From a paper I wrote for my Worship Leadership class, where I reviewed The Eucharistic Sayings of Jesus by Joachim Jeremias:
The last aspect of Holy Communion is its future, eschatological orientation. Joachim Jeremias noted that “The Jewish Passover at the time of Jesus is both retrospect and prospect. At this festival the people of God remember the merciful immunity granted to the houses marked with the blood of the paschal lamb and the deliverance from the Egyptian servitude” (205-206). Of course, the past aspect of Passover is important, but Jeremias goes on to say, “But that is only one aspect. At the same time the passover is a looking forward to the coming deliverance of which the deliverance from Egypt is the prototype” (206, original emphasis). More than looking back on the salvation achieved in the past, and more than a present appropriation of our salvation, Communion, parallel to Passover, must look forward to the coming deliverance of the Messiah. Of course, this will not be the first coming that the Jews were anticipating, for Jesus has already come and been offered once to bear the sins of many; instead we await his second appearance, when he will “save those who are eagerly waiting for him” (Hebrews 9:28).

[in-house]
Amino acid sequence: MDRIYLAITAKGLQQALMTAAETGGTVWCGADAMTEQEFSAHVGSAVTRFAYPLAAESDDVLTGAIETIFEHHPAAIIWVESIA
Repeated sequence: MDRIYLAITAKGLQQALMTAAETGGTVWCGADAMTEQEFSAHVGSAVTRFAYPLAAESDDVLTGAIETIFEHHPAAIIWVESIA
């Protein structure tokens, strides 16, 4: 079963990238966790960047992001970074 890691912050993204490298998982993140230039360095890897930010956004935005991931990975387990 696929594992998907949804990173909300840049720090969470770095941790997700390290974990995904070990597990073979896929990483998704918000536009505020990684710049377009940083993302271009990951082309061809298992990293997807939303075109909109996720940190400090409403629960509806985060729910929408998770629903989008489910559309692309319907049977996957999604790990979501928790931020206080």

Jeremias puts this thought “quite simply,” writing that “table fellowship with Jesus is an anticipatory gift of the final consummation. Even now, God’s lost children may come home and sit down at their Father’s table” (262). Also, I found it interesting that his exegesis demonstrated that even Christ’s phrase “In remembrance of me” was eschatological, in effect meaning, “Keep joining yourselves together as the redeemed community by the table rite, that in this way God may be implored to bring about the consummation of the parousia” (255). Furthermore, I cannot help but think of the Lord’s Supper in the context of John’s vision in the book of Revelation, where an angel tells him, “Write this: Blessed are those who are invited to the marriage supper of the Lamb” (Rev. 19:9). As Passover was a shadow of the reality of Christ, our true Paschal Lamb, the bread that we break and the cup that we bless are shadows of the reality of the marriage supper of the Lamb. We get now only nibbles and sips of the physical and spiritual glory on which we will one day feast.